The key aspect of Sauvignon Blanc is its straightforwardness – the flavors are rarely hidden away in the background. Also, there is a particularly close correlation between the perceived flavors and their descriptors, making Sauvignon Blanc an ideal wine with which to begin wine-tasting workshops! Stay tuned for those this fall... :)
Classic Sauvignon Blanc aromas range from grass and asparagus to green apples and gooseberries, and to more esoteric notes such as cats' pee (yikes) and gunflint. The latter is a sign of a wine from Pouilly-Fumé, where the struck flint aroma derives from the presence of high levels of chert in the local limestone soils. This effect is so pronounced and consistent that Sauvignon Blanc was once widely known as Blanc Fumé in this part of the Loire (no, nothing to do with the style Mondavi made famous in the glorious 80s).
When combined with Semillon, as it is in most Bordeaux blanc, Sauvignon is found in some of the world's finest dry white wines. Although generally a minor component, it also plays an important role alongside Semillon in Sauternes, the closest the variety gets to the top end of the wine spectrum. Since the 1970s, this pairing has become the staple white blend in Australia's Margaret River region. In the 80s and 90s, a new region began to gain a reputation as one of the great Sauvignon Blanc regions of the world: Marlborough, at the northern tip of New Zealand's South Island. The rapid development of the Marlborough Sauvignon Blanc is one of the most dramatic events in the world of wine.
A relatively robust, vigorous vine (which explains its popularity with viticulturists), Sauvignon adapts readily to all kinds of growing environments. Because it ripens early, it can be grown in relatively cool climates – its Loire homeland being the most obvious example – while its naturally high acidity allows it to retain a level of freshness even in warmer areas (read: Napa). However, to achieve the true, forward zing that best characterizes Sauvignon Blanc wine, a cooler terroir is needed, ideally with persistent bright sunshine and a dry harvest period.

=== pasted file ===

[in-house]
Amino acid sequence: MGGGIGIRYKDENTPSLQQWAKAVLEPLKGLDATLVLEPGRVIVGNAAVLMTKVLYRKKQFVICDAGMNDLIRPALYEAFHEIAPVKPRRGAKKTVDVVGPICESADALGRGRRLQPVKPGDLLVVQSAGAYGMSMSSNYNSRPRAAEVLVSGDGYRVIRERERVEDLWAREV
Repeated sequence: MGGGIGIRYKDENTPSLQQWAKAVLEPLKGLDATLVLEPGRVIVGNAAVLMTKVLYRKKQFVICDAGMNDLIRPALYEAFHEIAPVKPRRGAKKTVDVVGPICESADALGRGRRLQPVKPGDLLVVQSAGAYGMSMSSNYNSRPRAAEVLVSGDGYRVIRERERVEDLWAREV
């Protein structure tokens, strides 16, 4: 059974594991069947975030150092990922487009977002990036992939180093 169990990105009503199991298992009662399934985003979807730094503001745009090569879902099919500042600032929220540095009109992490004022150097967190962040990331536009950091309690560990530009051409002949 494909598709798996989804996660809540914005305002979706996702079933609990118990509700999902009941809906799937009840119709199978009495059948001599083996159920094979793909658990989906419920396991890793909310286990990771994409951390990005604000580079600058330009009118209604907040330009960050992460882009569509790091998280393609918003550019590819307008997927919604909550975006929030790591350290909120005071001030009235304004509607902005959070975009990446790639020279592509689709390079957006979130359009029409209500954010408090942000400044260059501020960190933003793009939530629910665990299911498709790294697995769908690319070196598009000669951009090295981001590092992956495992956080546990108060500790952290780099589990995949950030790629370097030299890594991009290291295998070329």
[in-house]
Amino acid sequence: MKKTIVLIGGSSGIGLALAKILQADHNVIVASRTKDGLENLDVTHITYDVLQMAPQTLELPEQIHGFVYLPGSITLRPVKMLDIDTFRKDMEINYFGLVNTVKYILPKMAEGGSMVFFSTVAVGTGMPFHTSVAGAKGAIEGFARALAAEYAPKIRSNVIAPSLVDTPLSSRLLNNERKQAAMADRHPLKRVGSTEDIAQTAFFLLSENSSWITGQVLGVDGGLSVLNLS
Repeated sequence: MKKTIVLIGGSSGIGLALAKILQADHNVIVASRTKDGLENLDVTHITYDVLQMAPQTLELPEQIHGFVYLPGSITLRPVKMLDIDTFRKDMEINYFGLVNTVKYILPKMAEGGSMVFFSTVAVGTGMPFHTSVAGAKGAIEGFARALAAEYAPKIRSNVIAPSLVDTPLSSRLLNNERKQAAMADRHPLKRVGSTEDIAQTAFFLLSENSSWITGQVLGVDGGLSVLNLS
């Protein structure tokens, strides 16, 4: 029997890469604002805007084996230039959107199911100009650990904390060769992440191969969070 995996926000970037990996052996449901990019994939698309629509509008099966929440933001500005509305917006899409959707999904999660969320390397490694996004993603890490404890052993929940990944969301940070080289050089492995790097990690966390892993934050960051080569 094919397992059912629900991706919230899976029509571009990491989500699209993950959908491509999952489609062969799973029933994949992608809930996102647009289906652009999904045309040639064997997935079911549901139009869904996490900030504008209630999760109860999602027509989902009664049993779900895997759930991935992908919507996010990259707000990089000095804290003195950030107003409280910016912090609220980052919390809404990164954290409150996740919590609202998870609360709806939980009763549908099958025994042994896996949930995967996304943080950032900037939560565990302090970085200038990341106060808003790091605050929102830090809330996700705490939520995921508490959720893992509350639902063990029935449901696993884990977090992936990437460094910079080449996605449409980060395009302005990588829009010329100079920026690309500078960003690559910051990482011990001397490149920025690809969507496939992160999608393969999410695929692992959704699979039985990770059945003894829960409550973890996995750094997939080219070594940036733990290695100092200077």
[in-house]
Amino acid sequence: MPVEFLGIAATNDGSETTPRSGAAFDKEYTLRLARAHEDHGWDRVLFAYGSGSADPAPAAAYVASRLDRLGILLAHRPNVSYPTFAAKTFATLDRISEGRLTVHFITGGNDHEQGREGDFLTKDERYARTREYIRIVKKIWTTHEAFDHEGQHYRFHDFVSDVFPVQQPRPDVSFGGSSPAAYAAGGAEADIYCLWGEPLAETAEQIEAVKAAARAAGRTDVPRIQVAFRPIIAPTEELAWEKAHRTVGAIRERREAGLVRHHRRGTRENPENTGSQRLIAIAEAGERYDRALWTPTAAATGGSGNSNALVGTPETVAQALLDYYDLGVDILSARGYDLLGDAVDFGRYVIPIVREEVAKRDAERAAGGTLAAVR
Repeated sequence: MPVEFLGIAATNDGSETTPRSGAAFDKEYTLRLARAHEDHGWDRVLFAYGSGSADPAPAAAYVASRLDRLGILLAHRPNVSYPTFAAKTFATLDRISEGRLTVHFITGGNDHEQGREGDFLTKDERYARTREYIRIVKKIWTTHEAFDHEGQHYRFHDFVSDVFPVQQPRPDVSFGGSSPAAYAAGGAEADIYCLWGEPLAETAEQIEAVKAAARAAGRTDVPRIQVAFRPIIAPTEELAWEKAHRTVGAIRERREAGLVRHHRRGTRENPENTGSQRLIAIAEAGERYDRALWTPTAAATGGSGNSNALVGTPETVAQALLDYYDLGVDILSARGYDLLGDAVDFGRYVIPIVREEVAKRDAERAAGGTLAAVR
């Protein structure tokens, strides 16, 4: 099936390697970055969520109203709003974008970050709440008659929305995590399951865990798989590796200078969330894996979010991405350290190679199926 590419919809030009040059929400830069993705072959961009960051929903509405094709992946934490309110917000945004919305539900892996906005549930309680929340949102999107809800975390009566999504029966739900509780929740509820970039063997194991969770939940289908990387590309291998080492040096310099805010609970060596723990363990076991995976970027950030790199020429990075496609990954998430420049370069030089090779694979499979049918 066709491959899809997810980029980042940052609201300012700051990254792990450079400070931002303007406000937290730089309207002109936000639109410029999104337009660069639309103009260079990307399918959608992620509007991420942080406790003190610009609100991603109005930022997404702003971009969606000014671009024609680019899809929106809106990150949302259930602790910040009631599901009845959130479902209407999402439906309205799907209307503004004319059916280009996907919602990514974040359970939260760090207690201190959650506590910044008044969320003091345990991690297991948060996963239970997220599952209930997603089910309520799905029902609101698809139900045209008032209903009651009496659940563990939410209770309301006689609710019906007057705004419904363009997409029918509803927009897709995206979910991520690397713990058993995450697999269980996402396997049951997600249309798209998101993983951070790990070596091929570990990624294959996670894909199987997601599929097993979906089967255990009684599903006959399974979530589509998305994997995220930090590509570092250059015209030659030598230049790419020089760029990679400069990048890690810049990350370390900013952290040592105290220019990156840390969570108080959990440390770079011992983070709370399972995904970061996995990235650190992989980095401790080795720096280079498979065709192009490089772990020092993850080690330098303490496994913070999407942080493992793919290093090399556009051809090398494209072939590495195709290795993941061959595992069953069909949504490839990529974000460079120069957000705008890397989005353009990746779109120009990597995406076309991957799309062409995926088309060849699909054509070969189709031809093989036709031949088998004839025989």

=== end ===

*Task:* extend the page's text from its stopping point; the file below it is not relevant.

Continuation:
Strange as it may seem, bright, green Sauvignon Blanc has much in common with dark-skinned Cabernet Sauvignon, and not just in the name and region of origin. The bell-pepper and asparagus flavors detectable in wines of both types are down to the methoxypyrazine flavor compounds in both varieties. Also, they are both vigorous growers that produce generous yields and are inclined to produce overly dense canopies in cooler climates. The two varieties are, in fact, genetically related; Sauvignon became the parent to Cabernet Sauvignon after a natural crossing with Cabernet Franc in an 18th-Century Bordeaux vineyard. Both parent and offspring have now become two of the most widely planted vine varieties in the world. Now onto this weekend's lineup...